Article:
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Part of the District Museum complex includes a building on the southeast corner of Bennett and Fifth Street with the name of the business it housed, the Colorado Trading and Transfer Company. The building was built by the Carlton brothers, Albert “Bert” and younger brother Leslie. The brothers came from a wealthy family in Warren, Illinois. When Bert developed T.B. he moved to Colorado Springs in 1889. Leslie joined him and the brothers heard of the going’s on in Cripple Creek and rode their bikes up there to see what was going on. Not bad for a T.B. patient with the use of only one lung.
The brothers started a firewood and coal delivery business. By the time the Midland Terminal Railroad arrived in Cripple Creek, the brothers had established a business transporting ore from the mines to the terminal rail head. They built the building at the corner of Bennett and Fifth in 1894 next to what would be the Midland Terminal Railroad Depot. Amazingly enough, the building escaped destruction in the two fires that razed Cripple Creek in April 1896. The building standing there today is the same building, refurbished in the early 1990s with funds from the City of Cripple Creek.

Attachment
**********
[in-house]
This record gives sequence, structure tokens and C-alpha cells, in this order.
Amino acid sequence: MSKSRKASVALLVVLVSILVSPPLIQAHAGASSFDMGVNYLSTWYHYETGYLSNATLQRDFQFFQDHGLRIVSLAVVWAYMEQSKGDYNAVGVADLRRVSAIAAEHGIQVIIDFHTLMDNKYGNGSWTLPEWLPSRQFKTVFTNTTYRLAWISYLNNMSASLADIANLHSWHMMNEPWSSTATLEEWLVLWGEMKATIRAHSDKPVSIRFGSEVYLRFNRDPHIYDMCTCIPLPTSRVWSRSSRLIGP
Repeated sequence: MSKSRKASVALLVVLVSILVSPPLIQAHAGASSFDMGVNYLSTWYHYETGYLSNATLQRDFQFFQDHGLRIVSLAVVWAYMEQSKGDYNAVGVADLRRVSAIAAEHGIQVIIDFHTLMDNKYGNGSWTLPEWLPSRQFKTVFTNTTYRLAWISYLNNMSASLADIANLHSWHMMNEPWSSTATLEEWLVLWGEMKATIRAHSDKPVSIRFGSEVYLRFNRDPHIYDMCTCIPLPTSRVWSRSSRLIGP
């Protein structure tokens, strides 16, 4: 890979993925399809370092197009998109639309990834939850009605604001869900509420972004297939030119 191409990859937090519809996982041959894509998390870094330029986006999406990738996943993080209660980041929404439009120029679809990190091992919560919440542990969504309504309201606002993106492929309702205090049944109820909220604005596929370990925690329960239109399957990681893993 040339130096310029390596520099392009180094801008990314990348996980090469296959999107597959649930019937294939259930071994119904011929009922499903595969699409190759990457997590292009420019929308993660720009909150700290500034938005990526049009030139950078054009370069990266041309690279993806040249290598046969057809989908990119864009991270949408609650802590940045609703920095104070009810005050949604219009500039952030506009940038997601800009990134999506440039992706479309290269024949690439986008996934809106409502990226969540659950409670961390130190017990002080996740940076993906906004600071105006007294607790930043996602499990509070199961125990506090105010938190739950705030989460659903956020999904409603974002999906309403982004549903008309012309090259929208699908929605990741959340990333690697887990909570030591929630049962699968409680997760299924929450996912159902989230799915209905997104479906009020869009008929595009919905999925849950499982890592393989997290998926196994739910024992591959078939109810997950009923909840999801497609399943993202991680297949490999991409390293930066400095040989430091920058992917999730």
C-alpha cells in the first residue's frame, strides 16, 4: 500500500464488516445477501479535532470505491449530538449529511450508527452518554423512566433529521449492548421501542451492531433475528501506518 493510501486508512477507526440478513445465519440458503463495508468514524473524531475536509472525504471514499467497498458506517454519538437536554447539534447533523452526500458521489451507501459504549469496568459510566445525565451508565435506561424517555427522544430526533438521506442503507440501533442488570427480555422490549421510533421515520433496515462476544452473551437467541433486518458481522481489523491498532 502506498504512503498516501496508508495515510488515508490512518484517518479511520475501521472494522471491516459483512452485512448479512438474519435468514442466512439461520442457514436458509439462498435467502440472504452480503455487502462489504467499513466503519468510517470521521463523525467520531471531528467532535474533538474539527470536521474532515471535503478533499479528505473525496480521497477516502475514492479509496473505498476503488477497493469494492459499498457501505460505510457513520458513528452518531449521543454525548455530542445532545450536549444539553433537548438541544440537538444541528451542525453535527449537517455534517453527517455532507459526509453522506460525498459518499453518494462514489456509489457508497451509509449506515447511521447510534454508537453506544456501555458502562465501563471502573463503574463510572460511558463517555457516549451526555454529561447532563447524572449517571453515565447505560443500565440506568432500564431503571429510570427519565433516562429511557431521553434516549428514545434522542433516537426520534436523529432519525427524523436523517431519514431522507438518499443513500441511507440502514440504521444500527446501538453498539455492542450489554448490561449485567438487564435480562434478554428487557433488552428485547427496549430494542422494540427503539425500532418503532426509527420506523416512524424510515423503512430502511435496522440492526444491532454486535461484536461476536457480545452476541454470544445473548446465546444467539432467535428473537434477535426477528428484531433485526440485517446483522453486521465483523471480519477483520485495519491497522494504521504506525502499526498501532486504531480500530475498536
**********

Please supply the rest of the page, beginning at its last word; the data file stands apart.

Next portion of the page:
Bert and his wife Ethel lived on the top floor until 1898 when they moved to more suitable housing befitting Bert’s financial position in the town as owner of the First National Bank in Cripple Creek. They moved to the top floor of the bank. The building was sold to the Midland Terminal Railroad in 1899 to continue its purpose as a freight depot for the railroad.
When the town was in decline after the bust of the Gold Rush, Carlton, known as “King Bert”, bought back the building and the Midland Terminal Railroad as well. In recent history, its most frequent inhabitant that we know of is Jan as it houses her office as the museum manager. It is furnished as it would have been at the turn of the last century.
There is also a gift shop that occupies the front of the entire first floor. Nancy, who is a museum employee, told me that yesterday, as she was straightening the books on the bookcase shown in the picture below (the bookcase is on the right hand side near the window), a book flew out of the shelves and landed on the floor about three feet away from the bookcase in front of the table under the window. The book was titled “Ute Indians”. Perhaps they are looking for attention too.
The back half of the first floor is part of the museum display of memorabilia lining the walls and cases with information on the people, places and events that made Cripple Creek history.
©2011, MPPIR, Blog: Nancy B, Photo’s Nancy B & Frank C